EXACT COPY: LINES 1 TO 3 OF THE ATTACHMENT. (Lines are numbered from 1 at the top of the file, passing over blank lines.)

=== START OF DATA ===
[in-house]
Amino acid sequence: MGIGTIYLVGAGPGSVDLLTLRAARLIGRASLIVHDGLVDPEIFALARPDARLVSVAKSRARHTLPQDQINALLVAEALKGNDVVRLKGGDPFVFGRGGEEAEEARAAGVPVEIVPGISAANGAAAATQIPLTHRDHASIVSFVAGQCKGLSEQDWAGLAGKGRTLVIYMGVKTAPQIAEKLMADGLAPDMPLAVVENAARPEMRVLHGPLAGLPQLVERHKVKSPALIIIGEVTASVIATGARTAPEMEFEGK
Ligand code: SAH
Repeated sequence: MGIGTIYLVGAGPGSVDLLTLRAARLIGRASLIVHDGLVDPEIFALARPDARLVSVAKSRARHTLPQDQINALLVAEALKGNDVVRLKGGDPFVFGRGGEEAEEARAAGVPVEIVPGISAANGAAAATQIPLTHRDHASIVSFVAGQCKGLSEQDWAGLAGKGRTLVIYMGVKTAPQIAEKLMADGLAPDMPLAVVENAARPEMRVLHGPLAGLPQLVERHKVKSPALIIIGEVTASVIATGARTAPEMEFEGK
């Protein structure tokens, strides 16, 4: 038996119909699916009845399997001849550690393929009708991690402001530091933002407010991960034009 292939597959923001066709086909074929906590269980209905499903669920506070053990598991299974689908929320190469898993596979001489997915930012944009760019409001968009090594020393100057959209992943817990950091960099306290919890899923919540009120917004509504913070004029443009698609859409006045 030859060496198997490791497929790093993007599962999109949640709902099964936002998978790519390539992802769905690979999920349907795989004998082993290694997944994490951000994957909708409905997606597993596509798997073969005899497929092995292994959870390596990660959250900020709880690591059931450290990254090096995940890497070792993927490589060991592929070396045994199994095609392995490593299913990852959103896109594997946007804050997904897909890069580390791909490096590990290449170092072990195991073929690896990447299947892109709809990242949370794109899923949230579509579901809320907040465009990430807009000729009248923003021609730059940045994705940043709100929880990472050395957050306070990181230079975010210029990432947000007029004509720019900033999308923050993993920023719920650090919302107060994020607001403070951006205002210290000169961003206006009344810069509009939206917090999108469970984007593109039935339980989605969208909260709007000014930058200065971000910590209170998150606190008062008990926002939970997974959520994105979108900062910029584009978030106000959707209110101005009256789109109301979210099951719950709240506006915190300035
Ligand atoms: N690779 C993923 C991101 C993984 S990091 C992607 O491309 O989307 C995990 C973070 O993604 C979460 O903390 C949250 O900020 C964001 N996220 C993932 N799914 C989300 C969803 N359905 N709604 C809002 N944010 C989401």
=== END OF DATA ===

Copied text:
[in-house]
Amino acid sequence: MGIGTIYLVGAGPGSVDLLTLRAARLIGRASLIVHDGLVDPEIFALARPDARLVSVAKSRARHTLPQDQINALLVAEALKGNDVVRLKGGDPFVFGRGGEEAEEARAAGVPVEIVPGISAANGAAAATQIPLTHRDHASIVSFVAGQCKGLSEQDWAGLAGKGRTLVIYMGVKTAPQIAEKLMADGLAPDMPLAVVENAARPEMRVLHGPLAGLPQLVERHKVKSPALIIIGEVTASVIATGARTAPEMEFEGK
Ligand code: SAH